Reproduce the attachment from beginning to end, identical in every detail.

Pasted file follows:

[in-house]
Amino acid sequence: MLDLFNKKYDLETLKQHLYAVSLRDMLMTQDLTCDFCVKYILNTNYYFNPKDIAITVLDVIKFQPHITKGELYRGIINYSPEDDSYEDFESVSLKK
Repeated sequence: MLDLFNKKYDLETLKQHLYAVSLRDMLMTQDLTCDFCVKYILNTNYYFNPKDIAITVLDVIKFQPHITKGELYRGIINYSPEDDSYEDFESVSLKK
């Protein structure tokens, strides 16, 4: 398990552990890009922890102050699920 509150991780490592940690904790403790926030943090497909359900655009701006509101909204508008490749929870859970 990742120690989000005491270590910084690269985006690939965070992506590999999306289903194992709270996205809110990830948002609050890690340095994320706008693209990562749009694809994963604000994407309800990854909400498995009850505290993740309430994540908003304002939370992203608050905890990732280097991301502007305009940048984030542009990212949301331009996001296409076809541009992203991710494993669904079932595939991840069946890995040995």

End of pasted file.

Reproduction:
[in-house]
Amino acid sequence: MLDLFNKKYDLETLKQHLYAVSLRDMLMTQDLTCDFCVKYILNTNYYFNPKDIAITVLDVIKFQPHITKGELYRGIINYSPEDDSYEDFESVSLKK
Repeated sequence: MLDLFNKKYDLETLKQHLYAVSLRDMLMTQDLTCDFCVKYILNTNYYFNPKDIAITVLDVIKFQPHITKGELYRGIINYSPEDDSYEDFESVSLKK
């Protein structure tokens, strides 16, 4: 398990552990890009922890102050699920 509150991780490592940690904790403790926030943090497909359900655009701006509101909204508008490749929870859970 990742120690989000005491270590910084690269985006690939965070992506590999999306289903194992709270996205809110990830948002609050890690340095994320706008693209990562749009694809994963604000994407309800990854909400498995009850505290993740309430994540908003304002939370992203608050905890990732280097991301502007305009940048984030542009990212949301331009996001296409076809541009992203991710494993669904079932595939991840069946890995040995």